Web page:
Victoria Square Dry Zone

28 Oct 2004 questionsarchive

I seek leave to make a brief explanation before asking the Minister for Aboriginal Affairs and Reconciliation a question about the Adelaide City Council Victoria Square dry zone?

The Hon. J.M.A. LENSINK: I have already asked a couple of questions about this subject in this place. One of them I have had a reply to, and one of them is still awaiting reply. I note that the chair of the Social Inclusion Board, Monsignor David Cappo, has made some calls recently in relation to this issue, and they were reported in the City Messenger of 7 October. I refer to an article therein where he stated that the dry zone should be scrapped. The article also stated:

. . . discussions are urgently needed to establish measures to ensure crime and anti-social behaviour does not return to the square. . . ‘it’s a racially discriminatory policy and it should not be there. . . The racial overtone was there right from the beginning but it has reduced crime and people being accosted in Victoria Square.

We need to lift the bad public policy but we have to make sure the situation doesn’t return where we have inappropriate behaviour back.’ Monsignor Cappo said the state government needed to sit down with prominent Aboriginal people to work on a solution to ensure the dry zone could be lifted without any backlash.

My questions are:

1. Does the minister agree with Monsignor Cappo’s comments that the policy is racially discriminatory?

2. Has the minister met with Aboriginal people as has been suggested?

3. What progress has been made regarding the crossagency strategy which is referred to in a reply to my question on notice on this matter of 22 July 2004 regarding transitional accommodation to address people sleeping in the parklands?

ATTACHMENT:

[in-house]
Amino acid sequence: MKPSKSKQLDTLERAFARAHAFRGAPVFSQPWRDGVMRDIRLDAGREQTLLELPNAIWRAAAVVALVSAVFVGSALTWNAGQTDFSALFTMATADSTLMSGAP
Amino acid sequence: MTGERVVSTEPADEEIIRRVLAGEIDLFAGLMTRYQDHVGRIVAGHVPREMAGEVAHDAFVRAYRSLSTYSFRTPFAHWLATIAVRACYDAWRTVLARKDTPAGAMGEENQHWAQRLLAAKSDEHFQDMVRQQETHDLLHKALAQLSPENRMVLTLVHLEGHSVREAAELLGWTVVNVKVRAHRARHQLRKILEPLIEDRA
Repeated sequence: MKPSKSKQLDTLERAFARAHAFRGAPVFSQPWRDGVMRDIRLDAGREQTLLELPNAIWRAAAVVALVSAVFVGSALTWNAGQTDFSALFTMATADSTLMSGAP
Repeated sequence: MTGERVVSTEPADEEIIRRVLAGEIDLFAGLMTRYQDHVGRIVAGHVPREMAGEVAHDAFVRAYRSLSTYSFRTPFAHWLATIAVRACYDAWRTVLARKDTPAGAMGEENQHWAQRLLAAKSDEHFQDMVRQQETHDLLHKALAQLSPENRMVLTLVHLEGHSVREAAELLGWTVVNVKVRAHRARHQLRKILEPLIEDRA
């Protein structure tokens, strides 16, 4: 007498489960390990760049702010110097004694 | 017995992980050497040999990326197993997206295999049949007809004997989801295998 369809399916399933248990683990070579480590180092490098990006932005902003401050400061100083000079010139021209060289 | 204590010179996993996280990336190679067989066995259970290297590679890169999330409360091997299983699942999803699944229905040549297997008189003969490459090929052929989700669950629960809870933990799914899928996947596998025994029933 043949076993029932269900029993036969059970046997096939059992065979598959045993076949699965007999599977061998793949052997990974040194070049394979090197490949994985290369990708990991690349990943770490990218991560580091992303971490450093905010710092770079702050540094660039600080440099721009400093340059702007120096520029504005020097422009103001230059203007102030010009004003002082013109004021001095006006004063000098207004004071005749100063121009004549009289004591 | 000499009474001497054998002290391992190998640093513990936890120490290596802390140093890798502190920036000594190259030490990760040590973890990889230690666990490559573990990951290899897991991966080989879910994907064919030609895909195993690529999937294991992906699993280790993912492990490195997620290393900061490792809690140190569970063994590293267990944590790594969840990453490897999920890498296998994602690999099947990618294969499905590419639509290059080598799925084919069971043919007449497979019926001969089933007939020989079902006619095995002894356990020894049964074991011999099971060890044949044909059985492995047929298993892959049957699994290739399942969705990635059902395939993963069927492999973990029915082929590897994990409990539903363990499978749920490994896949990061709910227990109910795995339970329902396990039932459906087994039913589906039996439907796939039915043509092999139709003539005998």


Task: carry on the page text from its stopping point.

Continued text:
The reply stated, ‘Cross-agency strategies are being investigated to tackle this issue. This includes providing transitional accommodation for homeless and itinerant people.’

4. What progress has been made on that initiative? Is it in place? Have the agencies received funding?

5. When will the government tell the public what is happening in relation to the dry zone in Victoria Square?

The Hon. T.G. ROBERTS (Minister for Aboriginal Affairs and Reconciliation): Many of those questions fall under the portfolio of the Minister for Families and Communities, who is handling the cross-agency negotiations. In relation to the position of Aboriginal people and whether the declaration of the dry zone is racially motivated, that is certainly not the case. It is not the case that only Aboriginal people drink or were drinking in the Victoria Square zone; it was homeless non-Aboriginal people as well. It was not aimed solely at Aboriginal people in the square, although many transitional people were identified who gathered there.

Again, many of the people who gathered there did not do so to consume alcohol, but there were certainly some issues with those who over-consumed and who became public nuisances in that region. Local government bodies, the Adelaide City Council and many other agencies have been working on a suite of solutions, including transitional housing for women. There certainly has been a build-up of services provided by the non-government organisations (NGOs) in Wright Street, and I invite honourable members to visit the Wesley service and other non-government agencies that have started to cater for homeless people in that area.